:au be accounted for only on the
supposition of some peculiar combi
tation of qualities, constitutional and
educational, thatmade him successful
?vhere others would have failed.
When a crowd of one hundred
roung men looked upon that majestic
brm as he moved along the college
grounds or ascended the college steps,
ir caught the glance of that intelli
gent eye or heard the utterances of
.hose lips, or he, from the rostrum of
he chapel, announced the decisions
)f the Faculty, they were conscious
jf Leing in the presence of one whom
they were bound to respect. If there
is any advantage in having a fine
person, a commanding presence, a
benevolent, majestic air, a clear, mel
lifluous voice, equanimity and self
possession in exciting scenes, he had
t. We have already intimated the
)redominancy in him of the gentler
malities over the authoritative and
nagisterial, or the saumier in modo
iver the forLLer in re, but we have as
listinctly asserted that his efficiency
LS a presiding officer was not materi
illy impaired by that disposition.
His success was not ephemeral.
Elis administrative ability was tested
ind .sustained during an incumbency
.f seventeen year?, in which time he
leered his way in conjunction with
he Faculty through the usual vicis
itudes of a colic ge life. Such indeed .
ire the difficulties connected with ;
his office that he who succeeds in it 1
nay be regarde 1 as having attained 1
i proud pre-eminence and as having
vorked his way up to an altitude in
he professional world which compar- ?
itively few can reach.
If we undertake to analyze Dr.
Jrier's mind it will be discovered j
hat hs was constitutionally and
tactically a logician. Start him on
ound premises and he will seldom ?
ail to reach sound conclusions. '
Though not a practical polemic, he '
lad superior polemical gifts. He '
tad the elements of a warrior though
ictually not one. On the field of a ]
iterary or theological conflict he |
vould have been a formidable antag- 1
mist. His qnick and intuitive per
ception, his readiness totrace the line .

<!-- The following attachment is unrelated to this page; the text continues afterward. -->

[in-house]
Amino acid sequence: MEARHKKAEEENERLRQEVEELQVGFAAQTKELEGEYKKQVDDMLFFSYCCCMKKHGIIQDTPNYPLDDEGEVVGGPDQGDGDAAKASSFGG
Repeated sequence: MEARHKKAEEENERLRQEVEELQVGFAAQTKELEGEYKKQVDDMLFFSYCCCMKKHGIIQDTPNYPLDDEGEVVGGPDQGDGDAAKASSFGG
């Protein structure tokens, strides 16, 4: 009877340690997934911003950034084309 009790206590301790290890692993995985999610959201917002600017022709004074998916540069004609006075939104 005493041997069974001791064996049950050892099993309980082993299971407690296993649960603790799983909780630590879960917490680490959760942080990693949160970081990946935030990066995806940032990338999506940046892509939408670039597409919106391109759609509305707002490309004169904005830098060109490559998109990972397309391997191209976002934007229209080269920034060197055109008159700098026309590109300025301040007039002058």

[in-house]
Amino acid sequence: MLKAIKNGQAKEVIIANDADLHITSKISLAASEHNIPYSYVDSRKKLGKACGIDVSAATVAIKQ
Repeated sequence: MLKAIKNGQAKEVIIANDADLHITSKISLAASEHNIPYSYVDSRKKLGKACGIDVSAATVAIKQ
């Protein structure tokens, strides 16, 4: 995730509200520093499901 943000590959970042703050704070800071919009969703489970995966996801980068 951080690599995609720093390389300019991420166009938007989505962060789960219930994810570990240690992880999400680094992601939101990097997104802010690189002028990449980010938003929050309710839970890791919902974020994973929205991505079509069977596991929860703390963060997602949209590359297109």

it demarcation between truth and I
irror, and to discriminate between (
?oints identical or similar to common
ninds, but different in reality and
lifferent in his judgment, his com
nand of language, his powers of j i
-idicule and sarcasm, his ability to
ixpose the weak points of his oppo-1
lents and to fortify bis own, were
?quivalent to good controversial ?
constitutionally averse to public con
troversy. He WM seldom seen out in
the field of a newspaper strife.
For the departments of tbs mental
and moral sciences and. political econ
omy he had a special aptitude. The
subjects that seemed! to less .philo
sophical minds abstruse, complicated
and involved, were seen by him in_
their relations to each other, and
traced out in their bearings and
teachings; so much io that that which
was ideal and visionary with others
was with him perhaps a reality, or
that which was a reality with others
was with him an uncertainty, a
nonentity by ', reason * of the severs
logical tests to which it was sub
He was a good pilot to his students
when oat in the field of metaphysics,.,
(where so many are lost in s peculation,
-or when groping-tbeir way-among
the labyrinths and dark places of
Batler's Analogy, where little pr?
gi ess can be made without clear
heads and a discriminating, percep
tive faculty. ->-*
But his skill in logic or the analyt
ical faculty did not exceed his rhe
torical taste or his gift of language,
which was evinced in the class-room,
the pulpit, in conversational parties,
and in the criticisms made by him in
the committee on the revision of the